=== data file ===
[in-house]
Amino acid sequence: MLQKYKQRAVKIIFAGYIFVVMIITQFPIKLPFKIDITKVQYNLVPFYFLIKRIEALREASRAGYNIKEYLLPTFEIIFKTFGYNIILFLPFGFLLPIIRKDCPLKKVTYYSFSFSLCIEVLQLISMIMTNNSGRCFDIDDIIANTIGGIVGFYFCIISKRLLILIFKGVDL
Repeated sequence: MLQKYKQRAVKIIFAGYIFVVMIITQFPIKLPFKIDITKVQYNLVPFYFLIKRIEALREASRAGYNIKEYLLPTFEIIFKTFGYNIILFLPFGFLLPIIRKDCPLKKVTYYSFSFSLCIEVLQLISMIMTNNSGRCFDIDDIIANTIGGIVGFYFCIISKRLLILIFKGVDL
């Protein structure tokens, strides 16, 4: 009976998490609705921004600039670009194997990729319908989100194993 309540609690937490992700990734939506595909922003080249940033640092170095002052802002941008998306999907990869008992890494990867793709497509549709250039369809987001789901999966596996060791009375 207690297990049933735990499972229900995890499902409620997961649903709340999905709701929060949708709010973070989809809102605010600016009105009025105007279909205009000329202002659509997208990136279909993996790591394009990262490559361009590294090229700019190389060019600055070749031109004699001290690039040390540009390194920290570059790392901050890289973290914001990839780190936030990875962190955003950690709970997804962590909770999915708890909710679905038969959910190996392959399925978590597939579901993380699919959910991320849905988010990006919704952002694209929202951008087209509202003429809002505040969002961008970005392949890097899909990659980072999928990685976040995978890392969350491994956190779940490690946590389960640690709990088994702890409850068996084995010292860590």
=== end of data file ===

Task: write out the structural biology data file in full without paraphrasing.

[in-house]
Amino acid sequence: MLQKYKQRAVKIIFAGYIFVVMIITQFPIKLPFKIDITKVQYNLVPFYFLIKRIEALREASRAGYNIKEYLLPTFEIIFKTFGYNIILFLPFGFLLPIIRKDCPLKKVTYYSFSFSLCIEVLQLISMIMTNNSGRCFDIDDIIANTIGGIVGFYFCIISKRLLILIFKGVDL
Repeated sequence: MLQKYKQRAVKIIFAGYIFVVMIITQFPIKLPFKIDITKVQYNLVPFYFLIKRIEALREASRAGYNIKEYLLPTFEIIFKTFGYNIILFLPFGFLLPIIRKDCPLKKVTYYSFSFSLCIEVLQLISMIMTNNSGRCFDIDDIIANTIGGIVGFYFCIISKRLLILIFKGVDL
């Protein structure tokens, strides 16, 4: 009976998490609705921004600039670009194997990729319908989100194993 309540609690937490992700990734939506595909922003080249940033640092170095002052802002941008998306999907990869008992890494990867793709497509549709250039369809987001789901999966596996060791009375 207690297990049933735990499972229900995890499902409620997961649903709340999905709701929060949708709010973070989809809102605010600016009105009025105007279909205009000329202002659509997208990136279909993996790591394009990262490559361009590294090229700019190389060019600055070749031109004699001290690039040390540009390194920290570059790392901050890289973290914001990839780190936030990875962190955003950690709970997804962590909770999915708890909710679905038969959910190996392959399925978590597939579901993380699919959910991320849905988010990006919704952002694209929202951008087209509202003429809002505040969002961008970005392949890097899909990659980072999928990685976040995978890392969350491994956190779940490690946590389960640690709990088994702890409850068996084995010292860590």